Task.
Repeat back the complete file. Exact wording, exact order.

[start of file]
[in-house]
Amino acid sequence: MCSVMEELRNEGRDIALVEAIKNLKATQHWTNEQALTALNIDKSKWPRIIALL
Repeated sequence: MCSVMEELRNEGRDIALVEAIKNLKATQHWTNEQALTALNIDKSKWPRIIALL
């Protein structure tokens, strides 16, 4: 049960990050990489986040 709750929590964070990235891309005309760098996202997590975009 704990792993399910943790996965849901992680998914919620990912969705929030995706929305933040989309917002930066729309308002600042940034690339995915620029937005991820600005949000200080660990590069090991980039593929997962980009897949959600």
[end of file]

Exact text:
[in-house]
Amino acid sequence: MCSVMEELRNEGRDIALVEAIKNLKATQHWTNEQALTALNIDKSKWPRIIALL
Repeated sequence: MCSVMEELRNEGRDIALVEAIKNLKATQHWTNEQALTALNIDKSKWPRIIALL
């Protein structure tokens, strides 16, 4: 049960990050990489986040 709750929590964070990235891309005309760098996202997590975009 704990792993399910943790996965849901992680998914919620990912969705929030995706929305933040989309917002930066729309308002600042940034690339995915620029937005991820600005949000200080660990590069090991980039593929997962980009897949959600």